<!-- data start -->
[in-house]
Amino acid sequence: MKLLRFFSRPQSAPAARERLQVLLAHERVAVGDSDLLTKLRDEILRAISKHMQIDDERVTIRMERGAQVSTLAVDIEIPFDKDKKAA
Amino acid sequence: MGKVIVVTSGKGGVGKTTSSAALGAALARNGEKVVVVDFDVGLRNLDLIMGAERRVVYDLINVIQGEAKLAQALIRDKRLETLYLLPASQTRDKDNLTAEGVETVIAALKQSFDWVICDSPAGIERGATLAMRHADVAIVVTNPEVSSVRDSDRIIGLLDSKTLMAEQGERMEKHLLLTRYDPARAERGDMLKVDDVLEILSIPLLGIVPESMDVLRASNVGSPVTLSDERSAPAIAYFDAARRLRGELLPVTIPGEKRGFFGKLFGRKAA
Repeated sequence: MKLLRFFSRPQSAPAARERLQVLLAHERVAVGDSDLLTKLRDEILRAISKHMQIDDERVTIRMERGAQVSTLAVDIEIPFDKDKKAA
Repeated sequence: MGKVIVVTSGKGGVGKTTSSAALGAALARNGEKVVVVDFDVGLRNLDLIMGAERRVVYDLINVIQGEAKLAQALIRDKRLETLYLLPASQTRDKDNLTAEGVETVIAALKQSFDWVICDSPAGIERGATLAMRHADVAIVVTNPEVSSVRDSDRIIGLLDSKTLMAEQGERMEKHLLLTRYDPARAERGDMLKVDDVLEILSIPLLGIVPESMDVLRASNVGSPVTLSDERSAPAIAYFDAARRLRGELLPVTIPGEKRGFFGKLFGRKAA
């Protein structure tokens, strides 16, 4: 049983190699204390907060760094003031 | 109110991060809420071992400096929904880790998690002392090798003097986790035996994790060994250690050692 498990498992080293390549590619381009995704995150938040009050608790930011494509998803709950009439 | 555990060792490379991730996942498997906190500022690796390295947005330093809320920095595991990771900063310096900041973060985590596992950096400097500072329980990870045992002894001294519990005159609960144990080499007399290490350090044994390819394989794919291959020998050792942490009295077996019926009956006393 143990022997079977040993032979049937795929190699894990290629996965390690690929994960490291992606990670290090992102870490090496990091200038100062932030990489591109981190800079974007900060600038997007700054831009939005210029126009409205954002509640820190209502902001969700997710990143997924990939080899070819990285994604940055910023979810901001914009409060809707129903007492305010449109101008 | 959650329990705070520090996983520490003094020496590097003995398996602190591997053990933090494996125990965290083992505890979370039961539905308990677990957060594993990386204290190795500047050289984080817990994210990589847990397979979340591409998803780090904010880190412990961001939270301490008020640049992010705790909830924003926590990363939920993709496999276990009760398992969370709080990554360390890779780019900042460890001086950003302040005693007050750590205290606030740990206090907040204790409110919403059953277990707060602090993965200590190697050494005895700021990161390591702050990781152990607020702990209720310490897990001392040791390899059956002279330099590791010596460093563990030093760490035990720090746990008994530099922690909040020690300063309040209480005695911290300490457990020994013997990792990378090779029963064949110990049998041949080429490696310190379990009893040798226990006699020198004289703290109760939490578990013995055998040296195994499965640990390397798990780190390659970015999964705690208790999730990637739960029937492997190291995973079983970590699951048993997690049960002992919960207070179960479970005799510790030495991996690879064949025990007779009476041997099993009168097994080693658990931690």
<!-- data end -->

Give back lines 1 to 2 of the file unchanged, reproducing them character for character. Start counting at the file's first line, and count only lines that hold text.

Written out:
[in-house]
Amino acid sequence: MKLLRFFSRPQSAPAARERLQVLLAHERVAVGDSDLLTKLRDEILRAISKHMQIDDERVTIRMERGAQVSTLAVDIEIPFDKDKKAA